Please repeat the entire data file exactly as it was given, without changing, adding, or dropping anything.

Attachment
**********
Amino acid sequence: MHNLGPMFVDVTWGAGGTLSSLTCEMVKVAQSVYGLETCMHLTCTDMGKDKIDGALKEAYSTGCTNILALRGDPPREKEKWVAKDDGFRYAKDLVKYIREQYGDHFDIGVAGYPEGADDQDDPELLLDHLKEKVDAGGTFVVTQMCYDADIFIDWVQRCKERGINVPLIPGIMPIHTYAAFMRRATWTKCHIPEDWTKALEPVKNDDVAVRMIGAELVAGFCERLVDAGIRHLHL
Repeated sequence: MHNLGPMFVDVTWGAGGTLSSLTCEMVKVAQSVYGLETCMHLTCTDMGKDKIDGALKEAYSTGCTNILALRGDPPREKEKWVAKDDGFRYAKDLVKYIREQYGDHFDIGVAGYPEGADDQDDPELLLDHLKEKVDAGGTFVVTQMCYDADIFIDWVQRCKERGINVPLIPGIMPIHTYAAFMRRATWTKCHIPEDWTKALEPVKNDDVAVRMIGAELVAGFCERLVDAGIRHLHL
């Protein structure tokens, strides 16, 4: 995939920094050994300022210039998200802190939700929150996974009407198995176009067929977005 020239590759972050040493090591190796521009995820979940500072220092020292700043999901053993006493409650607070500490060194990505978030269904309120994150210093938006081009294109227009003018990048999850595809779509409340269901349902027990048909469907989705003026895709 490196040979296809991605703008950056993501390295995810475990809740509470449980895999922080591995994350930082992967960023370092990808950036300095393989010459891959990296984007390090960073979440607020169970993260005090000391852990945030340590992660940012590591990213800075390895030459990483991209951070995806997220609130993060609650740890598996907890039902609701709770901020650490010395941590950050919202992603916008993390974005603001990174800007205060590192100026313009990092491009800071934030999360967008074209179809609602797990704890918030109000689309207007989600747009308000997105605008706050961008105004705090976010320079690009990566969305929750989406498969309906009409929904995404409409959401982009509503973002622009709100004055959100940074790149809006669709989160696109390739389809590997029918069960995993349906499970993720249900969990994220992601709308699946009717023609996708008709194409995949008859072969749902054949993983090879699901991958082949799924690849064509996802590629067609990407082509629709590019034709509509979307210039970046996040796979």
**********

Amino acid sequence: MHNLGPMFVDVTWGAGGTLSSLTCEMVKVAQSVYGLETCMHLTCTDMGKDKIDGALKEAYSTGCTNILALRGDPPREKEKWVAKDDGFRYAKDLVKYIREQYGDHFDIGVAGYPEGADDQDDPELLLDHLKEKVDAGGTFVVTQMCYDADIFIDWVQRCKERGINVPLIPGIMPIHTYAAFMRRATWTKCHIPEDWTKALEPVKNDDVAVRMIGAELVAGFCERLVDAGIRHLHL
Repeated sequence: MHNLGPMFVDVTWGAGGTLSSLTCEMVKVAQSVYGLETCMHLTCTDMGKDKIDGALKEAYSTGCTNILALRGDPPREKEKWVAKDDGFRYAKDLVKYIREQYGDHFDIGVAGYPEGADDQDDPELLLDHLKEKVDAGGTFVVTQMCYDADIFIDWVQRCKERGINVPLIPGIMPIHTYAAFMRRATWTKCHIPEDWTKALEPVKNDDVAVRMIGAELVAGFCERLVDAGIRHLHL
């Protein structure tokens, strides 16, 4: 995939920094050994300022210039998200802190939700929150996974009407198995176009067929977005 020239590759972050040493090591190796521009995820979940500072220092020292700043999901053993006493409650607070500490060194990505978030269904309120994150210093938006081009294109227009003018990048999850595809779509409340269901349902027990048909469907989705003026895709 490196040979296809991605703008950056993501390295995810475990809740509470449980895999922080591995994350930082992967960023370092990808950036300095393989010459891959990296984007390090960073979440607020169970993260005090000391852990945030340590992660940012590591990213800075390895030459990483991209951070995806997220609130993060609650740890598996907890039902609701709770901020650490010395941590950050919202992603916008993390974005603001990174800007205060590192100026313009990092491009800071934030999360967008074209179809609602797990704890918030109000689309207007989600747009308000997105605008706050961008105004705090976010320079690009990566969305929750989406498969309906009409929904995404409409959401982009509503973002622009709100004055959100940074790149809006669709989160696109390739389809590997029918069960995993349906499970993720249900969990994220992601709308699946009717023609996708008709194409995949008859072969749902054949993983090879699901991958082949799924690849064509996802590629067609990407082509629709590019034709509509979307210039970046996040796979």